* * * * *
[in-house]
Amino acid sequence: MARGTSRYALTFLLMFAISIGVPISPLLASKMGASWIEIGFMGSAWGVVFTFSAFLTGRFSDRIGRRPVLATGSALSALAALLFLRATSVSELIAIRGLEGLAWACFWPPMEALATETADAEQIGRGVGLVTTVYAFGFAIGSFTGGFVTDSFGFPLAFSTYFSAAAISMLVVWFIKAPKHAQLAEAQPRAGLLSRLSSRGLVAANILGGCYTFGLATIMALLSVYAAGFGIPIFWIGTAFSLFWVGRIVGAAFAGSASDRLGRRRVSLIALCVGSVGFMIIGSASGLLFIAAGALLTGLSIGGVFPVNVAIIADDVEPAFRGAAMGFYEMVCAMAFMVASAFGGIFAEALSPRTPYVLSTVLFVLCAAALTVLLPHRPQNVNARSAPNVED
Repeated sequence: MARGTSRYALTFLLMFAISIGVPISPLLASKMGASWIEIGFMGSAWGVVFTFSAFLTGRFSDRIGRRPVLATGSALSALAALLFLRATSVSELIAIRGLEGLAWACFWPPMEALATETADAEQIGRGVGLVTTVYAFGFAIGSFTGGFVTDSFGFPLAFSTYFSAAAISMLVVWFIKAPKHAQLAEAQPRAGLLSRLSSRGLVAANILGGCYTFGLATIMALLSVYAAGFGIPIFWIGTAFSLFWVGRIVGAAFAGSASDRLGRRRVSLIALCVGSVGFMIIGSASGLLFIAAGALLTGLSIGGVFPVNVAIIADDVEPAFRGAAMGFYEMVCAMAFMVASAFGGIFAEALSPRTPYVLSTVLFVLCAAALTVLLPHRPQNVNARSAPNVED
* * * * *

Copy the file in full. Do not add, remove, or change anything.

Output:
[in-house]
Amino acid sequence: MARGTSRYALTFLLMFAISIGVPISPLLASKMGASWIEIGFMGSAWGVVFTFSAFLTGRFSDRIGRRPVLATGSALSALAALLFLRATSVSELIAIRGLEGLAWACFWPPMEALATETADAEQIGRGVGLVTTVYAFGFAIGSFTGGFVTDSFGFPLAFSTYFSAAAISMLVVWFIKAPKHAQLAEAQPRAGLLSRLSSRGLVAANILGGCYTFGLATIMALLSVYAAGFGIPIFWIGTAFSLFWVGRIVGAAFAGSASDRLGRRRVSLIALCVGSVGFMIIGSASGLLFIAAGALLTGLSIGGVFPVNVAIIADDVEPAFRGAAMGFYEMVCAMAFMVASAFGGIFAEALSPRTPYVLSTVLFVLCAAALTVLLPHRPQNVNARSAPNVED
Repeated sequence: MARGTSRYALTFLLMFAISIGVPISPLLASKMGASWIEIGFMGSAWGVVFTFSAFLTGRFSDRIGRRPVLATGSALSALAALLFLRATSVSELIAIRGLEGLAWACFWPPMEALATETADAEQIGRGVGLVTTVYAFGFAIGSFTGGFVTDSFGFPLAFSTYFSAAAISMLVVWFIKAPKHAQLAEAQPRAGLLSRLSSRGLVAANILGGCYTFGLATIMALLSVYAAGFGIPIFWIGTAFSLFWVGRIVGAAFAGSASDRLGRRRVSLIALCVGSVGFMIIGSASGLLFIAAGALLTGLSIGGVFPVNVAIIADDVEPAFRGAAMGFYEMVCAMAFMVASAFGGIFAEALSPRTPYVLSTVLFVLCAAALTVLLPHRPQNVNARSAPNVED